As young people, many Ohio residents may have believed that life would get easier as they grew older. Now that you have reached adulthood, you likely know this notion is not necessarily true. You may feel the weight of that misconception quite heavily now that you are going through divorce.
In particular, as a parent, you have the immensely challenging task of deciding the right child custody arrangements for your family. Though you certainly want to keep your kids in your life as much as possible, you also have the other parent to consider and your children's relationships with that parent. Of course, before you decide that co-parenting or joint custody is the best option, you need to closely assess your case.
Co-parenting is not always best or feasible
Though numerous people sing the praises of co-parenting and its benefits for keeping up strong child-parent relationships, it is not always beneficial for everyone. In fact, numerous scenarios exist in which co-parenting is not a viable option, including the following examples:
- One parent is incarcerated and, therefore, unable to attend to his or her parental duties.
- One parent attempts to alienate the other or turn the children against the other parent.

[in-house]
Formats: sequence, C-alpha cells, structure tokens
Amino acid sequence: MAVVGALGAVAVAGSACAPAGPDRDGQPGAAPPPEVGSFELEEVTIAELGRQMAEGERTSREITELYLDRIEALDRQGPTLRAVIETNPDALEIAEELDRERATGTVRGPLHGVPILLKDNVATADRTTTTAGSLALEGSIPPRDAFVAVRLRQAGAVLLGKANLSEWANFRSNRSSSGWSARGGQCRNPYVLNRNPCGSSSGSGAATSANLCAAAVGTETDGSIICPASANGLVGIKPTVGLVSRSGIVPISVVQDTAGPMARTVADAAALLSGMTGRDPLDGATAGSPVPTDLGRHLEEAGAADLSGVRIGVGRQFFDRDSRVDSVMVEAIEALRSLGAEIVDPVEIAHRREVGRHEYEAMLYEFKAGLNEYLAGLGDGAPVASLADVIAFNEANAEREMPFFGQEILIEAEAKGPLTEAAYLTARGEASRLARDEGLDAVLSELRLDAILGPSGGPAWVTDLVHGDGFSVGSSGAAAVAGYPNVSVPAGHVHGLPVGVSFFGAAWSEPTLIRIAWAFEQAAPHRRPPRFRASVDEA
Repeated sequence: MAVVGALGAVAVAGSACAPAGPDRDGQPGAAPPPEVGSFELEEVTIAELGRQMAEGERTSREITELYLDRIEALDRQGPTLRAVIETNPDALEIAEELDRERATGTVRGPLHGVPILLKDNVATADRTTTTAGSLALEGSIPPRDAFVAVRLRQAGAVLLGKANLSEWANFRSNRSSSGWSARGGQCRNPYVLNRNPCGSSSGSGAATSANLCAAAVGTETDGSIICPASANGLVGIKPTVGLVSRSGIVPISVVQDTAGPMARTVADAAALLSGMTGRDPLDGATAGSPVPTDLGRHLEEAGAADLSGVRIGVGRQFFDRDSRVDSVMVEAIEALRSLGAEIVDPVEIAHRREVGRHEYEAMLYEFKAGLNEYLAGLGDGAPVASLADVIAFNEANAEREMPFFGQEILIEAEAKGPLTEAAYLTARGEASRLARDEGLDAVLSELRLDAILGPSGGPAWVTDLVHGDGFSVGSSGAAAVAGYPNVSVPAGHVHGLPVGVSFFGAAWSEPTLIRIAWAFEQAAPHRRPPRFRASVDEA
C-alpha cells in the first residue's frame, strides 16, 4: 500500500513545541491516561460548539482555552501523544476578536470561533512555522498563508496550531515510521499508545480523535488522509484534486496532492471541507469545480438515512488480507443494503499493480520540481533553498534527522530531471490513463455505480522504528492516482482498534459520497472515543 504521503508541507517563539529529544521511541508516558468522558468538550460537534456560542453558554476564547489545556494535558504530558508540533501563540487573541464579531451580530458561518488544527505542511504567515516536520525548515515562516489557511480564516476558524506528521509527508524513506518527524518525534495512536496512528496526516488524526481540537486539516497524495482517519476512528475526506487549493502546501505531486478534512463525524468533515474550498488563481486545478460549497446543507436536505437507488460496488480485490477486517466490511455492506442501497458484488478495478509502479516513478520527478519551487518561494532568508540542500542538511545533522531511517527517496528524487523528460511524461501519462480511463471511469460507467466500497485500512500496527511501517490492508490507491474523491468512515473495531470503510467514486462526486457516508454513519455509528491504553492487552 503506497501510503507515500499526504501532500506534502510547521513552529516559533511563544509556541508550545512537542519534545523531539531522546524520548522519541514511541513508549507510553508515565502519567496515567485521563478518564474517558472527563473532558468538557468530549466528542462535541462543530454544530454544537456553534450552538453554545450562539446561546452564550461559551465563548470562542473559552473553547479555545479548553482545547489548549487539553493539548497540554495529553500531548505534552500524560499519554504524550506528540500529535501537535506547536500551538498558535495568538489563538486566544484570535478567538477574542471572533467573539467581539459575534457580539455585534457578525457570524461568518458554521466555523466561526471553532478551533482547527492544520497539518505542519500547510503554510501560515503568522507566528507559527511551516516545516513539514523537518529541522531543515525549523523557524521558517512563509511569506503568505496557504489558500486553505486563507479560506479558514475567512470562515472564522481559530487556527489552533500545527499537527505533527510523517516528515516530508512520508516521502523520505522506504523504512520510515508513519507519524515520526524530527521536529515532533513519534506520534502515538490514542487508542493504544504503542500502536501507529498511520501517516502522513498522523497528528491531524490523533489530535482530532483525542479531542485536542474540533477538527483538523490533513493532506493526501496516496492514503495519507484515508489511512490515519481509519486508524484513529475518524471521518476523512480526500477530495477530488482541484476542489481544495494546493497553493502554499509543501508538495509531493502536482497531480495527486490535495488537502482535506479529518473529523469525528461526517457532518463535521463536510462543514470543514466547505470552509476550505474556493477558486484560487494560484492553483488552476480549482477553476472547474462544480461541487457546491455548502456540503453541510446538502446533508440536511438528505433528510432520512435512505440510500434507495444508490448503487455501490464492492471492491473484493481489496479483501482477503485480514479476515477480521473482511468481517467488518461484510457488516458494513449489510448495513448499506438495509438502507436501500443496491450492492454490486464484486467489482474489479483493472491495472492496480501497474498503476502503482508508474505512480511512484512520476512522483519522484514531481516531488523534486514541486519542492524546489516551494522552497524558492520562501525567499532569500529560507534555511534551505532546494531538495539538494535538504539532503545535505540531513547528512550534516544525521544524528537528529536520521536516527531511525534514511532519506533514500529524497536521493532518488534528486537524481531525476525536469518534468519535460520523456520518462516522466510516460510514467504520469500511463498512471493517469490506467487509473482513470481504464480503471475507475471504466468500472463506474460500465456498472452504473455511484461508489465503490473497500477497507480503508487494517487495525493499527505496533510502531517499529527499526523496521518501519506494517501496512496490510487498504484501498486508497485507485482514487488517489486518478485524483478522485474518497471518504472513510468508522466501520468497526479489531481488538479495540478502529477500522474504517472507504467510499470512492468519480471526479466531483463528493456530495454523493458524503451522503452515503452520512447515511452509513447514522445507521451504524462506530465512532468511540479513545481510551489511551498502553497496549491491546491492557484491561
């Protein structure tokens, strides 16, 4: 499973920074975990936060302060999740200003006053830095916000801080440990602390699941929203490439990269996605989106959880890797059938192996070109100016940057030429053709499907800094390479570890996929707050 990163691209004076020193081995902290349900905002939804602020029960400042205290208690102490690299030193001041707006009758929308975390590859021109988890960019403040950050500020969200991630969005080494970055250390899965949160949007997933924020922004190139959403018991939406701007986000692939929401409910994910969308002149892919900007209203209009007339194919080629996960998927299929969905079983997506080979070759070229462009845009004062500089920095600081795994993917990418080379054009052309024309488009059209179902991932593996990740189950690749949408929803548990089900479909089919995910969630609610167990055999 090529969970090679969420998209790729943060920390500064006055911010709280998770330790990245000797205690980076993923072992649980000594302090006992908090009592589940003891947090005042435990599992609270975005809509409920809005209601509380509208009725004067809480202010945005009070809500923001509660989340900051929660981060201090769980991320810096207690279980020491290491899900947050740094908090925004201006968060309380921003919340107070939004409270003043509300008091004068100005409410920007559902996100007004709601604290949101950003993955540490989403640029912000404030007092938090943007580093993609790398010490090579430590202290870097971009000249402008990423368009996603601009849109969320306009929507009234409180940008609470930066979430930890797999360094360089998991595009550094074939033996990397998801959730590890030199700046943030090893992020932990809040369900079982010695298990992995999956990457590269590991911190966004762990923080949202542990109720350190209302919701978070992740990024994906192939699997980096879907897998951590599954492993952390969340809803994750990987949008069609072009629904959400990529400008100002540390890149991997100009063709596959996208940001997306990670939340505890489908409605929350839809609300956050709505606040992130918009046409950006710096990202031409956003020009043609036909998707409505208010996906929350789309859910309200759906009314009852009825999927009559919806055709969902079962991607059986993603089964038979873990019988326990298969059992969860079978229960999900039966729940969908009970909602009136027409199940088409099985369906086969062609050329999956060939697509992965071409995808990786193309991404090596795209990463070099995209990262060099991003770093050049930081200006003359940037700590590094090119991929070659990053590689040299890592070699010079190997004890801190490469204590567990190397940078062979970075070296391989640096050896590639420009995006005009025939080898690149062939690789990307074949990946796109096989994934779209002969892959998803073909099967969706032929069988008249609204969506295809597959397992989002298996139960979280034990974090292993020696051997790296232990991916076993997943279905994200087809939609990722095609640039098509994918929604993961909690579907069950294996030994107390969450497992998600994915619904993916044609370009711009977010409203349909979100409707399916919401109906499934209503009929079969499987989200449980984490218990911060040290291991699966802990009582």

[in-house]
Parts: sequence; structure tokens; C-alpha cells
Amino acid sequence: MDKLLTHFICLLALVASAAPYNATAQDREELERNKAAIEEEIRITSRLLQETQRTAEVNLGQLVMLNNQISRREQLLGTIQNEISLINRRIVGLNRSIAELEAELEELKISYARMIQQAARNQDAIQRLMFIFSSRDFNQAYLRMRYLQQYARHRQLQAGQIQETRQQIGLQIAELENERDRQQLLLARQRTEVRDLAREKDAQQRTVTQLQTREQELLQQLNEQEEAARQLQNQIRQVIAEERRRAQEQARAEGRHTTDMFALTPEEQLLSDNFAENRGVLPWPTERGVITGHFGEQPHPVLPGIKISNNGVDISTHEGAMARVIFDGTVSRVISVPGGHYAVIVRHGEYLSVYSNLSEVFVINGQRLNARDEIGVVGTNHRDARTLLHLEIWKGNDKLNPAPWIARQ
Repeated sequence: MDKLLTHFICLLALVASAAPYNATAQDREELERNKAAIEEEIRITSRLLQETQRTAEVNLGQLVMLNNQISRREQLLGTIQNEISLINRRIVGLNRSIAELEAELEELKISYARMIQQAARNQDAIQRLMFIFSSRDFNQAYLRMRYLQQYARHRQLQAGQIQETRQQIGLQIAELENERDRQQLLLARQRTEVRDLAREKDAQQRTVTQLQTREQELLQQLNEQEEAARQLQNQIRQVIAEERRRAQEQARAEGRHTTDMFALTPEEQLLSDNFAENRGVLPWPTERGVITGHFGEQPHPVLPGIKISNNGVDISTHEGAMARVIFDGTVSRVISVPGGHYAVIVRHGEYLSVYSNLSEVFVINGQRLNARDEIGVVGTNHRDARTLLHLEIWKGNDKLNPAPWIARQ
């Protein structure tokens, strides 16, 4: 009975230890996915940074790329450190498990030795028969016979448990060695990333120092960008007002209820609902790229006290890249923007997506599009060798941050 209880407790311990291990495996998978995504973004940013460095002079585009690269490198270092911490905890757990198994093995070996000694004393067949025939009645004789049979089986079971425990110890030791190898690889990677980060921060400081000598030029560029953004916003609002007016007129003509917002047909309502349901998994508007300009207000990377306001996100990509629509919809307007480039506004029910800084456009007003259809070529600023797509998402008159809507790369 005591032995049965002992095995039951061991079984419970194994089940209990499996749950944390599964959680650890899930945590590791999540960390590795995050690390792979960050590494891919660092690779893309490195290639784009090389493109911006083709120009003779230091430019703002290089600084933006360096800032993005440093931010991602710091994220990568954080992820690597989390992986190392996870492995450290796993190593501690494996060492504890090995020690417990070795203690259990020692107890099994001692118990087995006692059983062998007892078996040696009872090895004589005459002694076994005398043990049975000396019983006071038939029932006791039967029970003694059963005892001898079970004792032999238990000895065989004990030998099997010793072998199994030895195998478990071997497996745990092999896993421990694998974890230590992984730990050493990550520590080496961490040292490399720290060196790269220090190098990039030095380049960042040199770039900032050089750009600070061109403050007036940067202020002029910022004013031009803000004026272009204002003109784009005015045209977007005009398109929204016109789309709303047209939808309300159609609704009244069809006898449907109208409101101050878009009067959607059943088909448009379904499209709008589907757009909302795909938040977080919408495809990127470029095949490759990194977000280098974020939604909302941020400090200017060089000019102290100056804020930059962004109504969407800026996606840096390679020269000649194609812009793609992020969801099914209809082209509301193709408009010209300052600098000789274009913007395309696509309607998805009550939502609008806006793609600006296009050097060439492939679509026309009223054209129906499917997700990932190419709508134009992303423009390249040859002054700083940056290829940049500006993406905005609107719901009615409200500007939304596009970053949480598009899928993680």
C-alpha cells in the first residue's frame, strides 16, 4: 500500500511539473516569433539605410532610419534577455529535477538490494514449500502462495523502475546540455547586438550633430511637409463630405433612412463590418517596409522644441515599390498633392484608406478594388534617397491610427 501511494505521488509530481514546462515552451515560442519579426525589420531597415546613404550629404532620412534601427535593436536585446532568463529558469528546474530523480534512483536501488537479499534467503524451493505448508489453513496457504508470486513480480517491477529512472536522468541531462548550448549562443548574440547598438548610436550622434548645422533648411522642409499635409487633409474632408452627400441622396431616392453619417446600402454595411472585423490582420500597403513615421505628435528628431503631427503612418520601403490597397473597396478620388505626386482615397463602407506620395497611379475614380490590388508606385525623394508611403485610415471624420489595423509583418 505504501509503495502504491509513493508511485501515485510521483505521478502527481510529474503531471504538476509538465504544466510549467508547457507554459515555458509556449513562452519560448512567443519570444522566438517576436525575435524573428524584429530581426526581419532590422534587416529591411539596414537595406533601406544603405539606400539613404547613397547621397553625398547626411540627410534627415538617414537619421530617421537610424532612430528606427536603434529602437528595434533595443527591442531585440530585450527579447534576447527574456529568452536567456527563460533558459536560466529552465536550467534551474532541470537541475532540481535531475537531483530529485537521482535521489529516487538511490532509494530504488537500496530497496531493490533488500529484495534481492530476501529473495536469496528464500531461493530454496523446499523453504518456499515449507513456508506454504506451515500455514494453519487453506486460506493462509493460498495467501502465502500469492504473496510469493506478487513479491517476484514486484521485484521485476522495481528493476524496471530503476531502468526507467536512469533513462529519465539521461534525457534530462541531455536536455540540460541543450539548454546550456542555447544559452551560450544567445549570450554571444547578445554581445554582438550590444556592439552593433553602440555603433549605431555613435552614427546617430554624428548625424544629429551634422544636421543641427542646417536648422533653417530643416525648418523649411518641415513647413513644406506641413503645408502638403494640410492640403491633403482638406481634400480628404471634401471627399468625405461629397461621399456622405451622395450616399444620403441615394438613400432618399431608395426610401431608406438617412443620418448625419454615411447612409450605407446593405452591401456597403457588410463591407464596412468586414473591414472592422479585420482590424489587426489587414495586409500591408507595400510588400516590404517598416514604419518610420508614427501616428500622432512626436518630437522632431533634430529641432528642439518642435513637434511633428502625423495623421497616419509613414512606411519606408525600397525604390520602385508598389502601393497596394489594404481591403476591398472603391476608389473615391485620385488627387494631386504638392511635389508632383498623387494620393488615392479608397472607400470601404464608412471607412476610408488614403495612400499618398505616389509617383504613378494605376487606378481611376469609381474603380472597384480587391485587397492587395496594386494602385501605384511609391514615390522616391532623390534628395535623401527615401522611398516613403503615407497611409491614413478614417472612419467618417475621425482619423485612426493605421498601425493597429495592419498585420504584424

- One or both parents are unable to remain civil toward each other when the children are around.
- One parent has violent or abusive tendencies.
- One parent has a substance abuse problem currently affecting his or her life.
- One parent acts in an inappropriate manner on a regular basis.
- One parent has abandoned the children and, in turn, his or her parental duties.
- Both parents able unable to work together, even for the sake of the kids.
- One parent continually vies for control by using the children as pawns.
Co-parenting can succeed when parents can keep open lines of communication and can work together. Any of the aforementioned issues, and numerous others, could result in co-parenting not coming to the table as a feasible custody arrangement in your case.
Consider other options
As mentioned, numerous child custody options exist. Though co-parenting may not work for your family, you can explore other arrangements that may suit the best interests of your children. To better understand your available options and how Ohio state laws may influence your custody case, you may want to speak with a knowledgeable family law attorney.